“There’s a way to do it in which we can preserve farmland for future use,” John Goudy, an environmental lawyer, told the annual general meeting of the National Farmer’s Union Ontario chapter.
This will involve close regulation and a willingness on the part of landowners “to continue to act as stewards of the land.”
Goudy said despite all the recent headlines about renewable energy projects such as wind and solar farms, energy projects such as gas and oil exploration have been happening on Ontario farms for about 100 years.
But he told the audience at the Italian Canadian Club farmers today looking to cash in on the energy sector can learn from mistakes made by their peers long ago.
“There are some people now stuck with oil and gas contracts signed 60 or 70 years ago,” Goudy said, adding the key is to understand what is being proposed and make sure the agreement protects both sides, and not just the energy company.
“It’s sort of an industry thing to protect the energy installations rather than protect the farmer,” he said.
While every energy installation includes an automatic physical constraint, many agreements include other constraints such as a “covenant of non-interference” which would prohibit the farmer from doing other work on the farm which might block wind or sun to the energy project.
“That’s a pretty big impediment if a landowner has to get written consent from their tenant to do anything with their own land,” Goudy said, urging anyone considering entering an energy contract to seek a legal opinion before signing anything.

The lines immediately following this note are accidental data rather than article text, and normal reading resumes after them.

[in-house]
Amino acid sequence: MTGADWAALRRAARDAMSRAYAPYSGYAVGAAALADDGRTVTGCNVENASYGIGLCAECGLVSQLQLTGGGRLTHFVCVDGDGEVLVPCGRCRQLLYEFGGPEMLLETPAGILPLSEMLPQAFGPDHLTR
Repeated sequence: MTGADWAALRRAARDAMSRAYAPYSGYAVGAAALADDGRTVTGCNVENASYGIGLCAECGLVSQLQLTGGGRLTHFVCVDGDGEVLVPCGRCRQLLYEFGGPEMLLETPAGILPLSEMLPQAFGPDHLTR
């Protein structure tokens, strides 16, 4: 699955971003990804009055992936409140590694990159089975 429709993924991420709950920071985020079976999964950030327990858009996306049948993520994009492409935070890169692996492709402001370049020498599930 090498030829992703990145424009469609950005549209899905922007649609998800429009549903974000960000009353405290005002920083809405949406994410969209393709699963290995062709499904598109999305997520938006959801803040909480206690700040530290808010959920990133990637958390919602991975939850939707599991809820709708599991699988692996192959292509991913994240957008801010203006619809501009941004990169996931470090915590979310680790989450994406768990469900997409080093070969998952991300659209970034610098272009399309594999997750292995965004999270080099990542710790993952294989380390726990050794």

But he said as areas such as Southern Ontario continue to grow, there will naturally be conflicts between agricultural and non-agricultural pursuits.
“Farmland is always going to be where the resources are,” Goudy said.
Sarah Megens, an agricultural researcher who has been examining the agricultural economy in Ontario’s greenbelt, said approximately half of the 1.8 million acres that comprises the greenbelt is farmland.
But Megens noted between 2001 and 2006, there was an 8.5 per cent decrease in this acreage, compared to a one per cent decrease in farmland across Ontario.
As well, the average farm within the greenbelt is 149 acres in size; nearly 100 acres smaller than the provincial average.
But Megens said while there are obvious impacts from rural and urban neighbours being so close – such as dwindling numbers of animal farms because of their proximity to built-up areas – there are also opportunities for the farming community.
This could include the potential for more fruit and vegetable farms, since those farms would be so close to a growing urban market.